Tuesday, May 25, 2021

Assertions and Observations • 2

This is the future of fiction publishing. Seriously.

Whoever figures out how to make in-book purchases work is going to make a fortune.

I’m going to skip over a whole lot of research and case-building and begin with the conclusion. If it seems necessary I will backfill later, if I must, but the key points are these:

» I love books. Some of my best friends are books. But books, as you know them, are ancient artifacts. I won’t say they’re doomed—that’s far too dramatic—but they are headed towards becoming an evolutionary dead-end, purchased only by libraries, schools, and dilettantes.

» The people you need to be selling content to, if you are going to develop and grow your audience, are under 35 at the oldest and more likely under 30. These people will buy and read books, if the subject interests them, but it’s not their first choice for how to spend their entertainment dollars. Or second. Or probably even in the top ten.

» The crucial point to remember is that these people are digital natives. They have never known a world without social media or streaming video. An alien observer might conclude that they are cyborgs, with a large portion of their intelligence offloaded into their phones and information from the global hive mind being streamed into their minds as needed through their earbuds and tiny screens.

» While digital natives can read if they must, and will watch non-interactive movies from time to time, albeit usually in a social context, their primary sense of narrative and story has been formed by playing video games.

So let’s consider: what precisely is a novel? Three-hundred-some pages of prose printed on pulp paper, with a lurid full-cover cover and a self-contained story arc? A few hundred kilobytes of data on a hand-held device, that seeks to replicate the print-book experience in a more portable but more ephemeral form factor?

No. It’s a gateway into the world of the story.


Writers like to believe that their fans are their fans. We can argue about it later, but the evidence is pretty clear. People who consume fiction content are overwhelmingly fans of:

1.) the world of the story

2.) one or more prominent (and usually heroic) characters in this world

3.) the person whose vision created this world (a.k.a., the “Producer” or “Director”)

4.) the people who actually wrote the parts of the story they like (a.k.a., the “Content Developers”)

So forget about “taking the novel into the 21st Century” or any of that fatuous and pretentious nonsense. In fact, forget about the novel, period.

The serious money lies in owning and building the map of the world.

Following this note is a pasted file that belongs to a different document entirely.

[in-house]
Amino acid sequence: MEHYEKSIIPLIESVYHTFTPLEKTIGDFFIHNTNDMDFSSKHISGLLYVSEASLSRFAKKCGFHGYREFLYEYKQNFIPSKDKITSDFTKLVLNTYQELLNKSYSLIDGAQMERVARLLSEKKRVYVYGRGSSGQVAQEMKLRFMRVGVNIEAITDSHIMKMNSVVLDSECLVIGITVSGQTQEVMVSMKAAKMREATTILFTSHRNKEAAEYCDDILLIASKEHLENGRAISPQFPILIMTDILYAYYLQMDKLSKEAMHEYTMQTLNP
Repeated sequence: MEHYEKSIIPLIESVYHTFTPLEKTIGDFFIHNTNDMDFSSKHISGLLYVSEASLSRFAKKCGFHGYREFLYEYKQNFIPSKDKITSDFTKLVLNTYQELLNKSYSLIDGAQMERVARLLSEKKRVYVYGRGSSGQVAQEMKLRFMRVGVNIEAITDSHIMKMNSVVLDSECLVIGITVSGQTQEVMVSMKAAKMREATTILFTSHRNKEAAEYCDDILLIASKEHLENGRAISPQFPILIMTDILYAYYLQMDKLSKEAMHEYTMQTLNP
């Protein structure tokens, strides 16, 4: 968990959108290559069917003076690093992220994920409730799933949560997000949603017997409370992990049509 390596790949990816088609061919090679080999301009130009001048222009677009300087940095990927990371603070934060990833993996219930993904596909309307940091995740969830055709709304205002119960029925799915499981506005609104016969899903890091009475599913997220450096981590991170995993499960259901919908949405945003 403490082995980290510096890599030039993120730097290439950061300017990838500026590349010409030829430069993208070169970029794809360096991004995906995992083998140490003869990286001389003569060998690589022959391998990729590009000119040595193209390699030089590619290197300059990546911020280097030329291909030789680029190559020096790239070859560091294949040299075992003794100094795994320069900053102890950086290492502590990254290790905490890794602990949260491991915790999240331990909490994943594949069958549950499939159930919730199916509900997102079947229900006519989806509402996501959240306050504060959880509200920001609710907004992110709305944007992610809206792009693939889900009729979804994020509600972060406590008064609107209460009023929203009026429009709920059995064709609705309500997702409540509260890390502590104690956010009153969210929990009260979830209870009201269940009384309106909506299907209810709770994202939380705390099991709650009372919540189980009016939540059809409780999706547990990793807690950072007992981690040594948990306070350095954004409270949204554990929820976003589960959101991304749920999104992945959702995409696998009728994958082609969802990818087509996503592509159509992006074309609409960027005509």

No, not “world building,” as fiction writers tend of think of it, and definitely not in drawing actual maps, even though we all grew up entranced by the maps in The Lord of The Rings, to the point where for a time it seemed impossible to find a fantasy novel that did not have a map in the front matter.

What I’m talking about here is a cognitive map, and it must be dynamic, expandable, and above all, something readers can interact with. If you’re familiar with software, think of it as being like the map of the help system for a software product that’s still evolving. If you’re familiar with gaming, think of it as the map you might develop as you’re exploring a dungeon.

Except there is no fixed end point to the adventure.

Here’s where in-book purchasing comes into play. For a base price, you will buy the bare-bones framework of a “book,” and if you want to read that and just that, it will take you in a fairly linear way to a conclusion that is sufficiently satisfactory to make you want to look at buying the 2.0 version when it comes out. But remember: the linear, bare-bones book is only the gateway into the world of the story.

And the story never really ends.

There’s a secondary character you find interesting? For a small price, you can unlock extra content and go off on a branch that follows her story. There’s a place in the story that you found more interesting than the characters you’re following did? For a small price, you can unlock extra content and go off on a side quest. You wish you could hear the music that the writer is describing in the ballroom scene? For a small price...

You get the idea? A “book” is no longer a self-contained linear narrative with a story arc and a beginning, middle, and end. It’s a map of an imaginary world that grows organically over time, and seamlesssly crosses over into audio, video, animation, graphic novel, social media, and fanfic.